In early February 2015, Blantyre man Jim Brown made an interesting discovery,whilst out taking pictures at Milheugh, near the River Calder. Posting it online prompted the interest of several people, myself included and so on 19th February 2015 (despite me suffering some eye problems), Jim Brown, Joey Campbell, Alex Rochead and myself set off to investigate.
On the North edge of the Milheugh falls, erosion after recent heavy rains had uncovered part of a wooden structure, which was deliberately set into formed and worked rock. What was it? A new lade? Treasure? Or worse, a coffin?!
The structure was at the lower water level and on the North side (Blantyre side) of the falls. Eroded embankments had uncovered about a metre of the structure which was embedded into the river embankment with around 8 foot of earth still on top of it. However, there at the bottom, a man made wooden structure protruded from the river bank pointing at the same angle as the curve of the falls.
It was remarkably well preserved and clearly quite old. It looked like a wooden channel, with wooden slats about half inch thick laid on a horizontal surface of the rock. About 1m wide, there were vertical sides to the structure about 400mm tall and about an inch thick. The ends of the vertical pieces of wood were tongue and grooved, suggesting
they were made to slot into further wooden pieces. In my photos attached, you can see how the channel may have taken the same line as the rock under the falls, which looks very placed deliberately (perhaps more evidence that the falls were man made?).
Of further interest was the rock that the channel was set into. The vertical surfaces of the rocs surrounding the channel were worked upon and showed evidence of tool marks, suggesting the natural strata had been cut out (certainly at this location) deliberately to set in this wooden box.
The channel seemed to slope upwards ever so slightly,
suggesting something ran TO the water rather than from it, but this could not be concluded by the four of us. The sides of the channel between the wood and rock, were filled with gravel and a kind of old cement. We all discussed the possibility of another water lade, perhaps taking water to the original Milheugh house or perhaps away from it , as a sewerage or wastewater outlet. Dumping the raw sewage into the location at the falls did not make sense for a grand house, but I find it plausible that the waster water from the kitchens etc could be taken to the River here.
Next, the four of us went into the woodland at the riverbank. This woodland was still there when the house had been built and would have prevented any wastewater being taken and emptied at that shorter more Western route. There was some evidence of two small buildings (one of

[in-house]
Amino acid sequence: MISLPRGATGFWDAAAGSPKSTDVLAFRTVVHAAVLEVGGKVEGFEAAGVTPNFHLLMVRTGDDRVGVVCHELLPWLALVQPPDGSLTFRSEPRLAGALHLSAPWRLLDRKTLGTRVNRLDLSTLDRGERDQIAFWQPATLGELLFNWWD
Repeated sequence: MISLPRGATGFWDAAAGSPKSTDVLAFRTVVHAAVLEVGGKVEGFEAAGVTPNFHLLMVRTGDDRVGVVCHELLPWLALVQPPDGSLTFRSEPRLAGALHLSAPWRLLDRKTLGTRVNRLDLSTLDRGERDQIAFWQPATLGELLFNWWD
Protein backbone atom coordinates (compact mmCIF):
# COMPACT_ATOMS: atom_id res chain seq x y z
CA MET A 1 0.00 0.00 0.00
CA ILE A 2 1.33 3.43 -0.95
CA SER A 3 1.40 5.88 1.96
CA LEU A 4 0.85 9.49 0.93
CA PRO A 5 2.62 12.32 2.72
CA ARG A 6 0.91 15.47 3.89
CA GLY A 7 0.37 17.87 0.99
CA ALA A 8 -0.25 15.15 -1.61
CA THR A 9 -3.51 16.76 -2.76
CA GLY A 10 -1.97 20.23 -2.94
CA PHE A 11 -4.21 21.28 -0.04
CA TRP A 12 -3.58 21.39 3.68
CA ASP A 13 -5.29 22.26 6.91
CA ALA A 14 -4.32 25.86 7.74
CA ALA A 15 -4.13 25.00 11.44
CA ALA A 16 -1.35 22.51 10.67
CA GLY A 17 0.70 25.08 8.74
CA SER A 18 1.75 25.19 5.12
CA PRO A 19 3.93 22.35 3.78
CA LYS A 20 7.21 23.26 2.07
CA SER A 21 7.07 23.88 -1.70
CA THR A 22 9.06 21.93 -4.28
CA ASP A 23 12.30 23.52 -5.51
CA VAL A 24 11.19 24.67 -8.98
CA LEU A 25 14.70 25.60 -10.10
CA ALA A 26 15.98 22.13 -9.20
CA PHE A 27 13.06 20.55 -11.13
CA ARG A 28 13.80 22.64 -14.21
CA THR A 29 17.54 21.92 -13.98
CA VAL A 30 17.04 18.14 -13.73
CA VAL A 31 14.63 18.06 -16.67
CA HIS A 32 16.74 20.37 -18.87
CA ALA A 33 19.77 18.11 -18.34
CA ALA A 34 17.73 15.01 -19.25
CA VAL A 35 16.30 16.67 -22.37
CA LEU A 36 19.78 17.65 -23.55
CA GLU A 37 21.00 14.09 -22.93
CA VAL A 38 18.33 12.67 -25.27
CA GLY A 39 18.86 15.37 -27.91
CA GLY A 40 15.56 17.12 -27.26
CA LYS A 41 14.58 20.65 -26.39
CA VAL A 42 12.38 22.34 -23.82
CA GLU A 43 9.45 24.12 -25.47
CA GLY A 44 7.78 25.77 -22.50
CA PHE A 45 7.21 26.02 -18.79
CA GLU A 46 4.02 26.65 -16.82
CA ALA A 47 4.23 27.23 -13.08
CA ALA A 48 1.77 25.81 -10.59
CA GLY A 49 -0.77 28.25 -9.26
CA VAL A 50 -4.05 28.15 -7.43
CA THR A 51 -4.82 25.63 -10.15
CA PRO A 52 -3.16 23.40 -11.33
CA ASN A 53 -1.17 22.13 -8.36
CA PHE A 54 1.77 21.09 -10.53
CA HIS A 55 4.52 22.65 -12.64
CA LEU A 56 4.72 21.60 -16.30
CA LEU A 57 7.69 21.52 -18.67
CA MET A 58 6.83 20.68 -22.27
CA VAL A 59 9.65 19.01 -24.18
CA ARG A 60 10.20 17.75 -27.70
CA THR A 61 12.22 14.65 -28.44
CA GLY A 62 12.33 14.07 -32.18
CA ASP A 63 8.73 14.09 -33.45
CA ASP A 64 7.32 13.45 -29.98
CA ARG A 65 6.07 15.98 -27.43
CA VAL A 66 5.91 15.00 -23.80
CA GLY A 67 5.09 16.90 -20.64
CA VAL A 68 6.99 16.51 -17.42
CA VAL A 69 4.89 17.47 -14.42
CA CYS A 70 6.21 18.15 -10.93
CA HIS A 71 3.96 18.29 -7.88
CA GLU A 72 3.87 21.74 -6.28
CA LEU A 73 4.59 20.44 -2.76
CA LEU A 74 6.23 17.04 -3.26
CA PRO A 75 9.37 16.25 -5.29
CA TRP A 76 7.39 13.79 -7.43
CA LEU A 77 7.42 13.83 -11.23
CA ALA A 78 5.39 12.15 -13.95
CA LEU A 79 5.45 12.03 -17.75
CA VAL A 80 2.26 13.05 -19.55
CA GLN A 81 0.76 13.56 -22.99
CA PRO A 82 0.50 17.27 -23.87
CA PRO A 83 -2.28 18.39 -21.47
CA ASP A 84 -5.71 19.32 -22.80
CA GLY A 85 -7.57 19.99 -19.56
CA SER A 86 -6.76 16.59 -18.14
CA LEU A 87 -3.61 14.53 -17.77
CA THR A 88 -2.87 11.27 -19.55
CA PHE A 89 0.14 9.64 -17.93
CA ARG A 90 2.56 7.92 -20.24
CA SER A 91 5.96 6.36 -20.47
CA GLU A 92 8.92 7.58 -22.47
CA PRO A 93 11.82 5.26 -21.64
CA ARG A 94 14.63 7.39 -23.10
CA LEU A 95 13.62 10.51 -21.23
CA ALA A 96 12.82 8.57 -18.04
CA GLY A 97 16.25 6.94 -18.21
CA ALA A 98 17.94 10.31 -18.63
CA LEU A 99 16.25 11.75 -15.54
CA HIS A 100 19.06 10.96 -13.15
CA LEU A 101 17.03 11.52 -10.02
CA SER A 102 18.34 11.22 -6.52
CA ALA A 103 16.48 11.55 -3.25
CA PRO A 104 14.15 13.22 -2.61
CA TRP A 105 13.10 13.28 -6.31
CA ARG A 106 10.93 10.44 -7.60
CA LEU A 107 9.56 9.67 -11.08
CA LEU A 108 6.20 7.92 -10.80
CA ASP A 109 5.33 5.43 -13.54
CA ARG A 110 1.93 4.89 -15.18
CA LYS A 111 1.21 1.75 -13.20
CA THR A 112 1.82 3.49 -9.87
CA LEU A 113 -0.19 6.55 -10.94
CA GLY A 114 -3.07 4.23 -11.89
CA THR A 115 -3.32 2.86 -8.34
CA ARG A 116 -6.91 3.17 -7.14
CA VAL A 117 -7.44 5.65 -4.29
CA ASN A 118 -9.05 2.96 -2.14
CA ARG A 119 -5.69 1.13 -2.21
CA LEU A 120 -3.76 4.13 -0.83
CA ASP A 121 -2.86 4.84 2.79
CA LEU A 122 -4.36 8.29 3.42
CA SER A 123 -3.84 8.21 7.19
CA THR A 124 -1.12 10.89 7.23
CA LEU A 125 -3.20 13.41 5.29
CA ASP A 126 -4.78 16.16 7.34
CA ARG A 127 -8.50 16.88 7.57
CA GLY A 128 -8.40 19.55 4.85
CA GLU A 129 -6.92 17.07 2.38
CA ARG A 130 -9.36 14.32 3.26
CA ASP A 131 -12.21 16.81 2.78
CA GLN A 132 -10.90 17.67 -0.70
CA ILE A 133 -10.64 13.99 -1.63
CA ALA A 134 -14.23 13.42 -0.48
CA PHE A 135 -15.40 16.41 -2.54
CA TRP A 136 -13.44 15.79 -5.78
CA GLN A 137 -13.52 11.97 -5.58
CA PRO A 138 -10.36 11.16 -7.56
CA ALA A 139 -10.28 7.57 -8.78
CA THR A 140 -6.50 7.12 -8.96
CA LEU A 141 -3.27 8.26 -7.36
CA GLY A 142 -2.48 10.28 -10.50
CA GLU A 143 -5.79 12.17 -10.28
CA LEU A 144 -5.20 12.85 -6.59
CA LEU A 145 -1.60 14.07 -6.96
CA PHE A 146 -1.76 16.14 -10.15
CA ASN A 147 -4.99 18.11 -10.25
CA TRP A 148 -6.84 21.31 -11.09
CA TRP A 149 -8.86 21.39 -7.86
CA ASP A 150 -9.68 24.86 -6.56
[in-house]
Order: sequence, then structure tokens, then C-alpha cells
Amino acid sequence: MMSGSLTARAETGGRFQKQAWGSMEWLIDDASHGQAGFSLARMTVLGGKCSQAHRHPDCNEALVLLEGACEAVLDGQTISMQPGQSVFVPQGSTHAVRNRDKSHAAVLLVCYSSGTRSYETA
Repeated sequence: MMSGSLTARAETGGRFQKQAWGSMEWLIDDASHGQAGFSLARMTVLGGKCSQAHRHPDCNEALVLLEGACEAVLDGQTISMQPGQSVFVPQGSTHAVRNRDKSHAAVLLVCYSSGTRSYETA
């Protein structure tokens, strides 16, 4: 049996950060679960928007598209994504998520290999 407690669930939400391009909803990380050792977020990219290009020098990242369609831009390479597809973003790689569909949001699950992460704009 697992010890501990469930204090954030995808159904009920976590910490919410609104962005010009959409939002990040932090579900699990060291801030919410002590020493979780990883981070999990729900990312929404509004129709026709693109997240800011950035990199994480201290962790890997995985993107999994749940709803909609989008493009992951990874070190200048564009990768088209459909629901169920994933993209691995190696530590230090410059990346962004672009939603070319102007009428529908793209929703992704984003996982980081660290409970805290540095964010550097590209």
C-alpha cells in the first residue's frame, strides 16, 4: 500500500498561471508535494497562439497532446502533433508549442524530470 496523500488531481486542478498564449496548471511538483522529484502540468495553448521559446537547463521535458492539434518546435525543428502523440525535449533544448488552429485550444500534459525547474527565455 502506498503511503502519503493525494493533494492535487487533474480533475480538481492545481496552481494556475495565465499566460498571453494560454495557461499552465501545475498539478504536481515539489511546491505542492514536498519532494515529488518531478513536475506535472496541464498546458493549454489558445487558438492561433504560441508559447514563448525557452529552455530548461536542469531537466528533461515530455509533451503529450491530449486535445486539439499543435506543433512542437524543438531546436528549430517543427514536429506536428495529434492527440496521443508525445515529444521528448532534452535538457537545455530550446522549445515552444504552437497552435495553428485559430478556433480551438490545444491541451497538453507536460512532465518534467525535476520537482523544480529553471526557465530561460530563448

brick and the other of stone) amongst the woods, but no sign of this channel. At the time of the visit, I through the angle it was leading off to , was pointing at the woods and would have missed the house. I couldn’t want to get home to check that.
When I opened up the 1859 map, I was surprised to see the little outlet marked on it, right at the falls. Very easy to miss on the map, but it IS there, giving some evidence that at least this channel was at a minimum nearly 156 years old. However, what was really interesting, when I plotted the line of the channel on to the map using the angle
observed on the site, it WOULD have led directly to the most Western part of the Milheugh House! If it could be determined if this was the kitchens, then there is strong evidence to suggest this was a waste water channel.
Interestingly, this part of the house was within the original Georgian part of Milheugh House (before the large Victorian Extension). Pictured here in 1799 it is entirely conceivable that such a waste water channel led from this house to the nearby river, then later filled in when the Victorian part of the house was built and the gardens extensively landscaped (and I believe also at that time with the creation of the falls). I fear for this channel now. If it doesn’t end up burned out, it will almost certainly start to rot.
A brilliant find, and lots to talk about here. I leave you with Jim Brown’s excellent original picture of the find.
Update: Gordon Cook told me, “I have dug out this report from the Advertiser, dated 3rd April 1875. It concerns a Local Authority meeting held on Tuesday the 30th March, where a letter was read from Mr J. Miller Bannatyne, Millheugh, who, on behalf of his mother, “expressed a hope that no scheme of drainage would be sanctioned by the Local Authority which would involve the pollution of the river Calder. She was so deeply interested in maintaining the purity of the river, that, were it proposed to discharge any part of the outfalls into it, she would be compelled, much against her will, to resort to legal proceedings to prevent it.” The inspector was authorised to state, in reply, that the Local Authority were pleased to see, by her letter, that she is so deeply interested in maintaining the purity of the river, and to ask whether it was the fact thatthe sewage from Millheugh House and offices runs into the Calder.”